Bikash Sahay

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Phagocytosed Borrelia burgdorferi (Bb) induces inflammatory signals that differ both quantitatively and qualitatively from those generated by spirochetal lipoproteins interacting with Toll-like receptor (TLR) 1/2 on the surface of human monocytes. Of particular significance, and in contrast to lipoproteins, internalized spirochetes induce transcription of(More)
Toll-like receptor 2 (TLR2) deficiency enhances murine susceptibility to infection by Francisella tularensis as indicated by accelerated mortality, higher bacterial burden, and greater histopathology. Analysis of pulmonary cytokine levels revealed that TLR2 deficiency results in significantly lower levels of tumor necrosis factor alpha and interleukin-6 but(More)
Current thinking emphasizes the primacy of CD14 in facilitating recognition of microbes by certain TLRs to initiate pro-inflammatory signaling events and the importance of p38-MAPK in augmenting such responses. Herein, this paradigm is challenged by demonstrating that recognition of live Borrelia burgdorferi not only triggers an inflammatory response in the(More)
Emerging evidence suggests that gut microbiota is critical in the maintenance of physiological homeostasis. This study was designed to test the hypothesis that dysbiosis in gut microbiota is associated with hypertension because genetic, environmental, and dietary factors profoundly influence both gut microbiota and blood pressure. Bacterial DNA from fecal(More)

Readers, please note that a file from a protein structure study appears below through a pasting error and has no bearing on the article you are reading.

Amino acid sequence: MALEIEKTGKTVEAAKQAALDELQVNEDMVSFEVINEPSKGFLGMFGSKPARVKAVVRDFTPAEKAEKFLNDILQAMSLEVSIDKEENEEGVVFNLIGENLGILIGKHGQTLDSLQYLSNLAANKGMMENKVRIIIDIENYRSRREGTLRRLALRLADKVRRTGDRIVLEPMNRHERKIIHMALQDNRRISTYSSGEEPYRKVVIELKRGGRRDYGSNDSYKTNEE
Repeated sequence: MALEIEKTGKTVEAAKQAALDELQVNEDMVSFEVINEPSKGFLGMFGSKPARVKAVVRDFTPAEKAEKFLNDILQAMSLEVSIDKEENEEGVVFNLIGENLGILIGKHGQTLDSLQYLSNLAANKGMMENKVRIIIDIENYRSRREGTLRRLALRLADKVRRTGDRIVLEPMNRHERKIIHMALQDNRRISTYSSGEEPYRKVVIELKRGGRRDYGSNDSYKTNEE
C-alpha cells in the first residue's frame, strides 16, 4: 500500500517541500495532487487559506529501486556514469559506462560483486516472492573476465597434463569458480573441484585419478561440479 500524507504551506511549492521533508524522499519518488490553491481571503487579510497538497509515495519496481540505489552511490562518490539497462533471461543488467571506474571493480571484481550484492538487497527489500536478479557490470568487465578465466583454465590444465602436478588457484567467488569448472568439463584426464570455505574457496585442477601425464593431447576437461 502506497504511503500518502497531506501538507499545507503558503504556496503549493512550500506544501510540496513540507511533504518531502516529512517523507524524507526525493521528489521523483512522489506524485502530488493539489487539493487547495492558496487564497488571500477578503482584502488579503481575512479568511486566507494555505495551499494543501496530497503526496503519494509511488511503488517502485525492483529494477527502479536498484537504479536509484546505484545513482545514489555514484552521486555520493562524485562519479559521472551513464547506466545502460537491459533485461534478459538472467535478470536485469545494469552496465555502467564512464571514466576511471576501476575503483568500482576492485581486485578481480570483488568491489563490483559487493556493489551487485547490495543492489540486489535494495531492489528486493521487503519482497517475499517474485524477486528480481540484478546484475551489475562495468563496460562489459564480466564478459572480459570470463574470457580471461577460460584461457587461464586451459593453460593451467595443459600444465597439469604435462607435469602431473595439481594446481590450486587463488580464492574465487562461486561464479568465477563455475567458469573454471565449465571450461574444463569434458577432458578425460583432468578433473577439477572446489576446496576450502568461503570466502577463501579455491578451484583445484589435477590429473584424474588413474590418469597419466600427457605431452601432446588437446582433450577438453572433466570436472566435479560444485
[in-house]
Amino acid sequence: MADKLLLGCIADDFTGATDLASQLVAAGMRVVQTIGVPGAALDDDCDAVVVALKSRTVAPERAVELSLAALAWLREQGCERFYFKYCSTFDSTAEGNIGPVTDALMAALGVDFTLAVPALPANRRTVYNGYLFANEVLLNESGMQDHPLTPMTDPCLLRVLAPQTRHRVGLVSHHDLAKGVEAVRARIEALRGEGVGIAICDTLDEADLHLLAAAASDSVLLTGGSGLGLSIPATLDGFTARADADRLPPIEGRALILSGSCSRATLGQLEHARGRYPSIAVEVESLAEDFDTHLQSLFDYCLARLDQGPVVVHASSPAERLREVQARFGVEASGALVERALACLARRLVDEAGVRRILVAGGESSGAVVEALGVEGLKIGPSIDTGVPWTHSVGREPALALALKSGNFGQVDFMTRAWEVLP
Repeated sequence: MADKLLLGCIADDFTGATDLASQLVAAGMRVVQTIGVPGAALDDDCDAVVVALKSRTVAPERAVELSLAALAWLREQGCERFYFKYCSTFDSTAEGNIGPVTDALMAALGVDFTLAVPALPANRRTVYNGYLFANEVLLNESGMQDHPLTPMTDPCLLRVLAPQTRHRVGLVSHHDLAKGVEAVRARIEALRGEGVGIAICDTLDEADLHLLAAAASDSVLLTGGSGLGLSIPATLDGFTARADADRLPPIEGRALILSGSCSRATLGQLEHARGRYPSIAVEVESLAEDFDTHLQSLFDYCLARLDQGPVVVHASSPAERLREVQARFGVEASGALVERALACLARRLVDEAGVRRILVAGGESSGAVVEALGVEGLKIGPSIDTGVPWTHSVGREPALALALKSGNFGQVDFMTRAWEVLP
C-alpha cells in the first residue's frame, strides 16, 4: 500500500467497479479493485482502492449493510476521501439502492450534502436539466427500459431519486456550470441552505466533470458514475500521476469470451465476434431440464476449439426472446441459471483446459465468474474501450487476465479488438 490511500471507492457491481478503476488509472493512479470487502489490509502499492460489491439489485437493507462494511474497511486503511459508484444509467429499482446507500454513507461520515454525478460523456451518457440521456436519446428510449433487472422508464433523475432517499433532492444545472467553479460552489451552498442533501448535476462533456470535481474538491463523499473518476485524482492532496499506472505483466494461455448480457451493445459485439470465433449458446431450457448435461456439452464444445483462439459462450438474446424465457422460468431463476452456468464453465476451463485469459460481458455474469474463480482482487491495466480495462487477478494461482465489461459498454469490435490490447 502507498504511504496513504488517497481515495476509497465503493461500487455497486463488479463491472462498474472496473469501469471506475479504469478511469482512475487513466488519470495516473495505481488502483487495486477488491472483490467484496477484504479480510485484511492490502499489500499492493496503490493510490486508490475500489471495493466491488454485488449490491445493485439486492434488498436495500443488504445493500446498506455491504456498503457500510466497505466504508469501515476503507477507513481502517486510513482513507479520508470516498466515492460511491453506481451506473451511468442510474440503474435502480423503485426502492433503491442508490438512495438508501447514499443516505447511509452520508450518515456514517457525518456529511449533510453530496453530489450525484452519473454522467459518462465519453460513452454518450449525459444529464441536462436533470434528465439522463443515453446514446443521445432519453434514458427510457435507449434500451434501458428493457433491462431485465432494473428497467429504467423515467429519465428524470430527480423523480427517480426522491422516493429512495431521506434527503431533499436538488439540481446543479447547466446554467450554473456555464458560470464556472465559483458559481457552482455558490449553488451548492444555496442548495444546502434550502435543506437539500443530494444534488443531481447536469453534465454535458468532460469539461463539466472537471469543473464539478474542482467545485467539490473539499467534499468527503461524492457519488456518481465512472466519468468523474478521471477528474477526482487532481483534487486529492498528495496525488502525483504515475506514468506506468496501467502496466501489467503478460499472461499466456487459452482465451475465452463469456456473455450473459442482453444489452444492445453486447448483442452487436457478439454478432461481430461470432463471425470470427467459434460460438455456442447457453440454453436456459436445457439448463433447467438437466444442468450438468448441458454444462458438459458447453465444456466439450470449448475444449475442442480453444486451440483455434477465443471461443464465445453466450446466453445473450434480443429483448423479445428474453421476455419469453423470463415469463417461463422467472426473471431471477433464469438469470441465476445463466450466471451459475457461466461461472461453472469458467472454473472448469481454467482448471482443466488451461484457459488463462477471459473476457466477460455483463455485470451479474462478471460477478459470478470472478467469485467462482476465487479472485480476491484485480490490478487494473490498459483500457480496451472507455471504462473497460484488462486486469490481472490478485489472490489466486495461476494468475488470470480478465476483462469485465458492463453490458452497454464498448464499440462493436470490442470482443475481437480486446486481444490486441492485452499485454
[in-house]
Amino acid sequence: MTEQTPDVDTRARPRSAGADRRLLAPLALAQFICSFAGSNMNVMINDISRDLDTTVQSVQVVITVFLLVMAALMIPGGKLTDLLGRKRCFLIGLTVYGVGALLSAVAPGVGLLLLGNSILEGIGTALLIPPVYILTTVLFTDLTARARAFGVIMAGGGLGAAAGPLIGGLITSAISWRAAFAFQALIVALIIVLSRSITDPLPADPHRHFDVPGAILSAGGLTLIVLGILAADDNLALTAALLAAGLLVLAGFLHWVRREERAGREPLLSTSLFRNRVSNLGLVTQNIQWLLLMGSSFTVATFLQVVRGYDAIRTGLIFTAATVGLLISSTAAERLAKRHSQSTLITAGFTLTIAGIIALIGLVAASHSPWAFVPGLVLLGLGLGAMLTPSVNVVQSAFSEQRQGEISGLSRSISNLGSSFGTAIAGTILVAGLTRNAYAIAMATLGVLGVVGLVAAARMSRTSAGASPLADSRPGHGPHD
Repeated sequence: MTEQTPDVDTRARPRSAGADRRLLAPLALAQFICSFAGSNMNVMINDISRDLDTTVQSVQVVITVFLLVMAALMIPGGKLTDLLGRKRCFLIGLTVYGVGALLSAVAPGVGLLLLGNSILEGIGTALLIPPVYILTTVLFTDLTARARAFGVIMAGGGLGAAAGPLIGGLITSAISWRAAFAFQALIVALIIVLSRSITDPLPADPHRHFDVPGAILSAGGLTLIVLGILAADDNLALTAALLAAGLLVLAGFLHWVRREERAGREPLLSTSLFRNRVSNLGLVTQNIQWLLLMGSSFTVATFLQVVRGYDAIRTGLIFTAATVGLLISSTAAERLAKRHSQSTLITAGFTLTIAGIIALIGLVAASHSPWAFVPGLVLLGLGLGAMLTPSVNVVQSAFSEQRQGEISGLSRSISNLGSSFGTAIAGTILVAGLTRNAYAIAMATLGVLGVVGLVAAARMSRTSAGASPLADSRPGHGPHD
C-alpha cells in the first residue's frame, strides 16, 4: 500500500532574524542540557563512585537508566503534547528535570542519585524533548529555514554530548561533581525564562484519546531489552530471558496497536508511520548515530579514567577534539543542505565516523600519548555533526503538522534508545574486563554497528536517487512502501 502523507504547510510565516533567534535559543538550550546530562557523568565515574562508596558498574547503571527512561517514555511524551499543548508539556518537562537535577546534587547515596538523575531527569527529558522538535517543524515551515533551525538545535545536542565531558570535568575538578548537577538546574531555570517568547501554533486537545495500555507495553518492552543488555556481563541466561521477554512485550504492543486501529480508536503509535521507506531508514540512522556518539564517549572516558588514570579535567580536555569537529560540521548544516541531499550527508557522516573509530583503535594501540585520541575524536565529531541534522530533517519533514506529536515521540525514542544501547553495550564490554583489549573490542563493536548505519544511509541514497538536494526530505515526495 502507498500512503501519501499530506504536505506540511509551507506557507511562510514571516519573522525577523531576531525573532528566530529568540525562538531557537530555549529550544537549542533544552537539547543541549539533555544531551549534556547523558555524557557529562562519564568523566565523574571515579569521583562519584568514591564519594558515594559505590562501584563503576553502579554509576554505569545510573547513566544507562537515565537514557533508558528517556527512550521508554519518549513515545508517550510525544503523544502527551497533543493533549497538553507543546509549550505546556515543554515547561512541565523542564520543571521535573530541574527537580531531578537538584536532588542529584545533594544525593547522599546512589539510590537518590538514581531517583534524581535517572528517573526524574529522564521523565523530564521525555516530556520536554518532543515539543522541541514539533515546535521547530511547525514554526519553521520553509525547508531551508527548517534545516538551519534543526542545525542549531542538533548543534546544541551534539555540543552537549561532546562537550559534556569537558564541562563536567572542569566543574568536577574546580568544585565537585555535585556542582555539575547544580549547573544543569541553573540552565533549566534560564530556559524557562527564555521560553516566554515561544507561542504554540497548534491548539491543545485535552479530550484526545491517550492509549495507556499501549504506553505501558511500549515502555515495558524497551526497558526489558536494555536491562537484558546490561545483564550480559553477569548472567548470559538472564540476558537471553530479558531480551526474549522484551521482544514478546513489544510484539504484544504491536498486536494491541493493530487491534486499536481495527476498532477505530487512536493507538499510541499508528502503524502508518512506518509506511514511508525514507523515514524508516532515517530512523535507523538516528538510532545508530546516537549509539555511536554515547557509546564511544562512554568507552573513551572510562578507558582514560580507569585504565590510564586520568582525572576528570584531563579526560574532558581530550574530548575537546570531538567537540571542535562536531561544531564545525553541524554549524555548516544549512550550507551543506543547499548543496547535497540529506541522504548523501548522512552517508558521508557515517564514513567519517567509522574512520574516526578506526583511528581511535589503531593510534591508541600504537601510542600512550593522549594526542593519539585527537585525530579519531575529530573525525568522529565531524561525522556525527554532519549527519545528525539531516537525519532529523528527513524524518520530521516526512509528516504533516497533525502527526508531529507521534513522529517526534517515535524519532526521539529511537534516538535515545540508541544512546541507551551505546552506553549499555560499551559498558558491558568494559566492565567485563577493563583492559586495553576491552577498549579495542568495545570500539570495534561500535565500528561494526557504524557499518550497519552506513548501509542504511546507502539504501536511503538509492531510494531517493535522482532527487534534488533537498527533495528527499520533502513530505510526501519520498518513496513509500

BACKGROUND The gram-negative bacterium Francisella tularensis survives in arthropods, fresh water amoeba, and mammals with both intracellular and extracellular phases and could reasonably be expected to express distinct phenotypes in these environments. The presence of a capsule on this bacterium has been controversial with some groups finding such a(More)
Intestinal immune regulatory signals govern gut homeostasis. Breakdown of such regulatory mechanisms may result in inflammatory bowel disease (IBD). Lactobacillus acidophilus contains unique surface layer proteins (Slps), including SlpA, SlpB, SlpX, and lipoteichoic acid (LTA), which interact with pattern recognition receptors to mobilize immune responses.(More)
BACKGROUND Currently, sufficient data exist to support the use of lactobacilli as candidates for the development of new oral targeted vaccines. To this end, we have previously shown that Lactobacillus gasseri expressing the protective antigen (PA) component of anthrax toxin genetically fused to a dendritic cell (DC)-binding peptide (DCpep) induced(More)
As most infectious organisms gain entry at mucosal surfaces, there is a great deal of interest in developing vaccines that elicit effective mucosal immune responses against pathogen challenge. Targeted vaccination is one of the most effective methods available to prevent and control infectious diseases. Mucosal vaccines can offer lower costs, better(More)
Tularemia is a vector-borne zoonosis caused by Ft, a Gram-negative, facultative intracellular bacterium. Ft exists in two clinically relevant forms, the European biovar B (holarctica), which produces acute, although mild, self-limiting infections, and the more virulent United States biovar A (tularensis), which is often associated with pneumonic tularemia(More)